“In the months preceding passage of the Act, some asserted that fair value accounting, along with the accompanying guidance on measuring fair value under SFAS No. 157, contributed to instability in our financial markets. According to these critics, fair value accounting did so by requiring what some believed were potentially inappropriate write-downs in the value of investments held by financial institutions, most notably due to concerns that such write-downs were the result of inactive, illiquid, or irrational markets that resulted in values that did not reflect the underlying economics of the securities. These voices pointed out the correlation between U.S. GAAP reporting and the regulatory capital requirements of financial institutions, ****highlighting that this correlation could lead to the failure of long-standing financial institutions if sufficient additional capital is unavailable to offset investment write-downs.**** Further, they believed the need to raise additional capital, the effect of failures, and the reporting of large write-downs would have broader negative impact on markets and prices, leading to further write-downs and financial instability.

            Just as vocal were other market participants, particularly investors, who stated that fair value accounting serves to enhance the transparency of financial information provided to the public. These participants indicated that fair value information is vital in times of stress, and a suspension of this information would weaken investor confidence and result in further instability in the markets. These participants pointed to what they believe are the root causes of the crisis, namely poor lending decisions and inadequate risk management, combined with shortcomings in the current approach to supervision and regulation, rather than accounting. Suspending the use
            of fair value accounting, these participants warned, ****would be akin to “shooting the messenger” and hiding from capital providers the true economic condition of a financial institution.****

            My asterisks.

            Preposterous? Not at all. Loony has not made up any facts on this point at least, and you owe him or her an apology.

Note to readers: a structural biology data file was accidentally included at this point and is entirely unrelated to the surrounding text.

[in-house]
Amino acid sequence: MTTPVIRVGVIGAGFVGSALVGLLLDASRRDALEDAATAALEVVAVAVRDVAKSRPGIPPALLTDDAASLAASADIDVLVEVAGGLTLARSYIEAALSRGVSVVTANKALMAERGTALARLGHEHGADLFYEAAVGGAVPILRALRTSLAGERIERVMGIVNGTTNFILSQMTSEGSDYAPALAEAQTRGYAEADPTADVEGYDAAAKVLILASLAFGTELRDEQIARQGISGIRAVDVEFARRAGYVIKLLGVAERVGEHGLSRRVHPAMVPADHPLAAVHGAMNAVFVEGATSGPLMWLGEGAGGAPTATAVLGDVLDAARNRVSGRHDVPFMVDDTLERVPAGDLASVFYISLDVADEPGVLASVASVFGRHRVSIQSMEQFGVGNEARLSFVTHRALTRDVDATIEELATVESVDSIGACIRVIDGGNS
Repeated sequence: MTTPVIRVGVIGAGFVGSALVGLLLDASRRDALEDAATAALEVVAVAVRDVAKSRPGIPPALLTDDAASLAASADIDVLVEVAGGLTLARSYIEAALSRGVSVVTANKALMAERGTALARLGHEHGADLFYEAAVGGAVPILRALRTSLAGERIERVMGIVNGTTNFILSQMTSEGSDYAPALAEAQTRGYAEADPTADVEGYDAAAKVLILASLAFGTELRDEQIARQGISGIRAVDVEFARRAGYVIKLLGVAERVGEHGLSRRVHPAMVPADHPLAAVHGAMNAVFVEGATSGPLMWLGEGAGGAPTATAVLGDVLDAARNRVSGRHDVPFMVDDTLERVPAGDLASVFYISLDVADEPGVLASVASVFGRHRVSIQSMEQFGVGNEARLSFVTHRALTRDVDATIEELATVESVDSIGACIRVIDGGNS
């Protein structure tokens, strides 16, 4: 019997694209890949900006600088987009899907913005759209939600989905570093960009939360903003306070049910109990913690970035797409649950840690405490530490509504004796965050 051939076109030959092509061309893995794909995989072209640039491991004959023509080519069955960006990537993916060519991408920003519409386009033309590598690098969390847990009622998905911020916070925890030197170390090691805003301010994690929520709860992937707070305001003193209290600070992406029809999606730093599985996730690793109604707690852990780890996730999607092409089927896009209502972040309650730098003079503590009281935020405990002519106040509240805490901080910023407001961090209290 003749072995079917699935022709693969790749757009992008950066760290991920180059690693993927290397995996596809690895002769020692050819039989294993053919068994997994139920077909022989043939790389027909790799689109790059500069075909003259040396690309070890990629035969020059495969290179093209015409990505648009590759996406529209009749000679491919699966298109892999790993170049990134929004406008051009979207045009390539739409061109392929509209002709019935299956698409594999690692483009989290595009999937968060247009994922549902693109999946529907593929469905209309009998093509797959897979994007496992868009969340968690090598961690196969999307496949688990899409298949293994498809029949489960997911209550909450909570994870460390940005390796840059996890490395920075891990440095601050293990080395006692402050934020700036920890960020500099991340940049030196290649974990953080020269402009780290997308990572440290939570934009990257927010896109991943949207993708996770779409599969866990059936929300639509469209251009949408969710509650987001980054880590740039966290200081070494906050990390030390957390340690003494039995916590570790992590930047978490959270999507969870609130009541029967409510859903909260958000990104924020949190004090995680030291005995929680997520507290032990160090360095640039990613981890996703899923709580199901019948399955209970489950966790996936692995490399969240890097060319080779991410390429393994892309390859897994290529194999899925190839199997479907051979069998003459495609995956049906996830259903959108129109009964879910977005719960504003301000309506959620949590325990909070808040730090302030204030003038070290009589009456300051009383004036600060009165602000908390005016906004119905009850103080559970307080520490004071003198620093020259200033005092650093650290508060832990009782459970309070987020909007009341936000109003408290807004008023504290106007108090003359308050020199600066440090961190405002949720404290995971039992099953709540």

• Loony

            Martinned – That is fine and it may well be “preposterous,” But your argument is not with me, it is with Professor Black, Patrick Finnegan the Director of Financial Reporting for the CFA, the Wall Street Journal and Robert H Hertz the Chairman of the FASB – to name but a very few of the people and institutions that hold “preposterous views.”

            It was only days ago that Noam Chomsky, Edward Herman, Chris Hedges, Professor Stephen Cohen and Peter Oborne were all dismissed by you as having literary abilities comparable to “typing monkeys”

            Is there any source or body of information that you do not intend smearing in the event that they hold views that are not in accordance with your own?

          • Martinned

            I guess I have to eat humble pie then, Loony didn’t make up their own facts. They just echoed some echo chamber that I’m not interested in echoing, which makes up its own facts.

            BTW, for a blog that is supposed to be read by the vanguard of the revolution, it sure is common for commenters to tell me to respect the expertise of some authority figure.

          • lysias

            Meanwhile, your buddy Habba insists on criticizing me for not agreeing with Richard Evans (whom he insists on calling “Professor Richard Evans”) about who was responsible for the Reichstag Fire.

          • Loony

            Martinned – No-one is “telling you to respect the expertise of some authority figure.” What I am telling you is that it is not helpful to your own credibility to simply smear anyone or any entity that holds views that are not in accordance with your own.